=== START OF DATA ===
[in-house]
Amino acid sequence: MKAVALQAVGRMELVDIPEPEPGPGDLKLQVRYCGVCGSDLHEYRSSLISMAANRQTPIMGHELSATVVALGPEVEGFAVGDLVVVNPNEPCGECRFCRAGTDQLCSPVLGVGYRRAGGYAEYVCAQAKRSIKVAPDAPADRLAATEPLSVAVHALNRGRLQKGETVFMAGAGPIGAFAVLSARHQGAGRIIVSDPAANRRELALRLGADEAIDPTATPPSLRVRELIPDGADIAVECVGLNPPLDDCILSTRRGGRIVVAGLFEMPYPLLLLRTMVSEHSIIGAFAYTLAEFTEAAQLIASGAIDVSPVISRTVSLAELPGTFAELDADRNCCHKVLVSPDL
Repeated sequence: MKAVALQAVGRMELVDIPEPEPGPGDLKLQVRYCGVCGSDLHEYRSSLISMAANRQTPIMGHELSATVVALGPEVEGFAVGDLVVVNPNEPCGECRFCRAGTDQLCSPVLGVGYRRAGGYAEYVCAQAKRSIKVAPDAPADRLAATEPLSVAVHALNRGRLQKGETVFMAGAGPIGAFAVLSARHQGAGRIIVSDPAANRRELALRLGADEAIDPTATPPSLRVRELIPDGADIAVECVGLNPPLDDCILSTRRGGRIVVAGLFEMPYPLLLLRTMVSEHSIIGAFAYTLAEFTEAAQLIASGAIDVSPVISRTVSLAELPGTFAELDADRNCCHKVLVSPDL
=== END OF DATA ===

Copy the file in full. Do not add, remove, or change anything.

[in-house]
Amino acid sequence: MKAVALQAVGRMELVDIPEPEPGPGDLKLQVRYCGVCGSDLHEYRSSLISMAANRQTPIMGHELSATVVALGPEVEGFAVGDLVVVNPNEPCGECRFCRAGTDQLCSPVLGVGYRRAGGYAEYVCAQAKRSIKVAPDAPADRLAATEPLSVAVHALNRGRLQKGETVFMAGAGPIGAFAVLSARHQGAGRIIVSDPAANRRELALRLGADEAIDPTATPPSLRVRELIPDGADIAVECVGLNPPLDDCILSTRRGGRIVVAGLFEMPYPLLLLRTMVSEHSIIGAFAYTLAEFTEAAQLIASGAIDVSPVISRTVSLAELPGTFAELDADRNCCHKVLVSPDL
Repeated sequence: MKAVALQAVGRMELVDIPEPEPGPGDLKLQVRYCGVCGSDLHEYRSSLISMAANRQTPIMGHELSATVVALGPEVEGFAVGDLVVVNPNEPCGECRFCRAGTDQLCSPVLGVGYRRAGGYAEYVCAQAKRSIKVAPDAPADRLAATEPLSVAVHALNRGRLQKGETVFMAGAGPIGAFAVLSARHQGAGRIIVSDPAANRRELALRLGADEAIDPTATPPSLRVRELIPDGADIAVECVGLNPPLDDCILSTRRGGRIVVAGLFEMPYPLLLLRTMVSEHSIIGAFAYTLAEFTEAAQLIASGAIDVSPVISRTVSLAELPGTFAELDADRNCCHKVLVSPDL